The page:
To the Editor:
The Mercury’s March 20 editorial, “US should help the ‘real’ Ukraine,” and Dale Herspring’s March 23 column, “Right or wrong, Putin is an opportunist,” share a common problem. They both make factual errors and present facts in a one-sided way. The result is that they explain away and thereby in effect justify Vladimir Putin’s naked grab for the Crimea.
Both pieces claim that the Crimea provides Russia’s only warm-water port in order to explain and justify Putin’s desire to seize Crimea and preserve the Russian Navy’s base at Sevas-topol. But this claim is false. Russia possesses several major ports that are ice-free year-round, including Novorossiisk on the Black Sea and Murmansk in Russia’s far north. Both are also major naval bases. Russian exports and imports simply do not flow through the Crimea.
The Mercury states flatly that Crimea is “ethnically and historically Russian,” and Herspring calls it “overwhelm-ingly Russian.” In fact, a 2011 IRI survey found that 45 percent of residents of the Crimea identi-fied themselves as Russian, with the remainder split among those identifying as Ukrainian, Tatar or Crimean.
The editorial endorses Putin’s claims about the desire of the population of Crimea to join Russia, and Herspring suggests that the “vast majority” of Crimea wished to join Russia. Yet the same IRI poll found that only one in three residents of Crimea wanted to be part of Russia; half wanted to maintain Crimea’s status as an autonomous region within Ukraine. Although Herspring claims that the Crimean election was freer than any recent Russian election, it is impossible to imagine a free and fair vote on joining Russia taking place under Russian military occu-pation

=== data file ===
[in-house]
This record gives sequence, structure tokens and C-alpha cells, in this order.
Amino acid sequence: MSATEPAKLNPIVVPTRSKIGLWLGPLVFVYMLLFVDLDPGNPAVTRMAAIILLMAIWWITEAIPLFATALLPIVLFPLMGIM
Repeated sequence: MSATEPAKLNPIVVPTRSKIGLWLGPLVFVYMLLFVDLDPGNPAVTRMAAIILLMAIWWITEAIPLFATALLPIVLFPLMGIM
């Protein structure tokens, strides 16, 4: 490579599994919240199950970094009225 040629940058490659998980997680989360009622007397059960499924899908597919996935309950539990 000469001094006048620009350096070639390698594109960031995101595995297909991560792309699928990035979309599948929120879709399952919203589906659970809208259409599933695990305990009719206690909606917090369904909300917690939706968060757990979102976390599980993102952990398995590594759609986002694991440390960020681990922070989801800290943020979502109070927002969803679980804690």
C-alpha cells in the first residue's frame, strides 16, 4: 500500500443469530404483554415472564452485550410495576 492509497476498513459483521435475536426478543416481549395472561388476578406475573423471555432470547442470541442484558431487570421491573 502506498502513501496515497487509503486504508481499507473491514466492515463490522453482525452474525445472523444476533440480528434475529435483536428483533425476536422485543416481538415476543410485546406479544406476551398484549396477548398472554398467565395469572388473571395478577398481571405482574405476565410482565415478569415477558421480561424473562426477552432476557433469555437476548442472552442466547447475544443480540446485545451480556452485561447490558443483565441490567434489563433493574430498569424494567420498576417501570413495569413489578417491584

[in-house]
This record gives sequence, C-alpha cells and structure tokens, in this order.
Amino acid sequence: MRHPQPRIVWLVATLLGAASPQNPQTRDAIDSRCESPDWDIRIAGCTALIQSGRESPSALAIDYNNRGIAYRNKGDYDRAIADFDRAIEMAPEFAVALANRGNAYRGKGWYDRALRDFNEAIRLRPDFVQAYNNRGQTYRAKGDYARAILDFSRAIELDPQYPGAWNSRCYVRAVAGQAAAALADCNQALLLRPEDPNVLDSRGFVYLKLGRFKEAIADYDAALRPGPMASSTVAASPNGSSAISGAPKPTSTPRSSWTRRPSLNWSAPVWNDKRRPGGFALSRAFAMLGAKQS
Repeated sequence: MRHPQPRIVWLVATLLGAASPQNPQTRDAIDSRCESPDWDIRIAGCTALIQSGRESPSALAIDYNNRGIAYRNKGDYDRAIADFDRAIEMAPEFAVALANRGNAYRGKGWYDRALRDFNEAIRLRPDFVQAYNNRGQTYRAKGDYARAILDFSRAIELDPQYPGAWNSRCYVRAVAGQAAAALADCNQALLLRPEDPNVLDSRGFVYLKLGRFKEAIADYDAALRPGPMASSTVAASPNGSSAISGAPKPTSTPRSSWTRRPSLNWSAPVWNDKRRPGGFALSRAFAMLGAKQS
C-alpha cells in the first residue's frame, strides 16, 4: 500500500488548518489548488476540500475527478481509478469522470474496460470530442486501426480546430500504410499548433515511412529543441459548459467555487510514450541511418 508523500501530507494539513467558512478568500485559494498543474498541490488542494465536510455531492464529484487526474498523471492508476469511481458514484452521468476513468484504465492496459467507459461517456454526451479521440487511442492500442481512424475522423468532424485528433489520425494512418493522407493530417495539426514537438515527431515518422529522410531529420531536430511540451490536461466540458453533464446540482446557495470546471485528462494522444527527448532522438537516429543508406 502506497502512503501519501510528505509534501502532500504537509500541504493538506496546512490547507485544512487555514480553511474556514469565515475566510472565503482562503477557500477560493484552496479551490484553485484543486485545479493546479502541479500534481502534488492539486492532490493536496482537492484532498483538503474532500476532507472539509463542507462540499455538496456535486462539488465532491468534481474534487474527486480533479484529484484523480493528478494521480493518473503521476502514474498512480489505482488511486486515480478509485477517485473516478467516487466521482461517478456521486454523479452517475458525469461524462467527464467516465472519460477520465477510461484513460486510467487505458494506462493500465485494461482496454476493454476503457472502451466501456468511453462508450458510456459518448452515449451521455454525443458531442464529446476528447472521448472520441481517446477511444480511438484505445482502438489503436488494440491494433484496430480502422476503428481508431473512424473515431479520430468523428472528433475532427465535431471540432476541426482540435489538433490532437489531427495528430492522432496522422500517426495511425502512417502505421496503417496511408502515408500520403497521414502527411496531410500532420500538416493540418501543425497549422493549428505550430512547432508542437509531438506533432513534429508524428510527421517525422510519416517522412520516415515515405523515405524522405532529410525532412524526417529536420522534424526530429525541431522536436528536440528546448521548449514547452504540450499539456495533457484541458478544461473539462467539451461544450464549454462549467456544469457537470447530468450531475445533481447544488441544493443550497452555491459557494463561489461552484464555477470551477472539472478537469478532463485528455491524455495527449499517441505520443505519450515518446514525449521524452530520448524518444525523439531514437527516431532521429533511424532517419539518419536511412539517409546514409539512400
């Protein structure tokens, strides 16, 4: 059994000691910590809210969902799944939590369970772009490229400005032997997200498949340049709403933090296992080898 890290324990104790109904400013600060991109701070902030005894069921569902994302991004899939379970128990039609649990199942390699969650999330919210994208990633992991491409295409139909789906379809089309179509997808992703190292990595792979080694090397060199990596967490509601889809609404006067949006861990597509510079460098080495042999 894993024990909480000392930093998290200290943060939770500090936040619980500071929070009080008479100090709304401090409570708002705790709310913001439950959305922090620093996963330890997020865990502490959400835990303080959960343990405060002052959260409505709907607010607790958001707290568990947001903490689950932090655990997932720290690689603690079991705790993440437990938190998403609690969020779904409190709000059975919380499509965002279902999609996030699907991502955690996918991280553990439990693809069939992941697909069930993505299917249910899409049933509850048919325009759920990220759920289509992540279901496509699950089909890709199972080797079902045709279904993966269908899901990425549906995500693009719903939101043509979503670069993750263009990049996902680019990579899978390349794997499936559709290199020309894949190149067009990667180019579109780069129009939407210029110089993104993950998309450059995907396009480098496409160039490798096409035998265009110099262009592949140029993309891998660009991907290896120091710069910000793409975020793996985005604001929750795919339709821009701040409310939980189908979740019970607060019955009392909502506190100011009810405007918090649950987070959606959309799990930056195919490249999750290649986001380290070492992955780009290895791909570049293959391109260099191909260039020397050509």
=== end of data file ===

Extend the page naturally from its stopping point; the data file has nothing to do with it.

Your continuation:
The editorial dismisses Nikita Khrushchev’s 1954 transfer of Crimea from the Russian Repub-lic to Ukraine as an “accident.” The logic behind this is deeply troubling. If we apply the standard that a place once ruled from Moscow should always be ruled by Moscow, then Finland, Estonia, Poland, Georgia and Uzbekistan should all return to Moscow’s control.
If we apply a narrower standard — that a region once part of the Russian Republic in the Soviet Union is fair game for Russian seizure today — then Kazakhstan and Kyrgyzstan, both part of the Russian Republic until 1936, should be headed back to Moscow’s orbit. Finally, those who condemn Khrushchev’s transfer of Crimea to Ukraine in 1954 as undemo-cratic and illegitimate fail to explain how it was any more democratic or legitimate for Lenin’s communist government to assign Crimea to the Russian Republic in 1921.
Finally, and perhaps most importantly, the editorial notes Russia’s treaty with Ukraine allowing 25,000 Russian troops to be based in Crimea. It ignores that 1997 treaty’s requirement that those troops refrain from any interference with Ukrainian sovereignty or internal affairs. The editorial also ignores Russia’s 1994 commitment to respect Ukraine’s territorial integrity.
Vladimir Putin’s government is generating ample amounts of disinformation to justify its seizure of territory from a neighbor. Observers in the West shouldn’t do Putin’s job for him.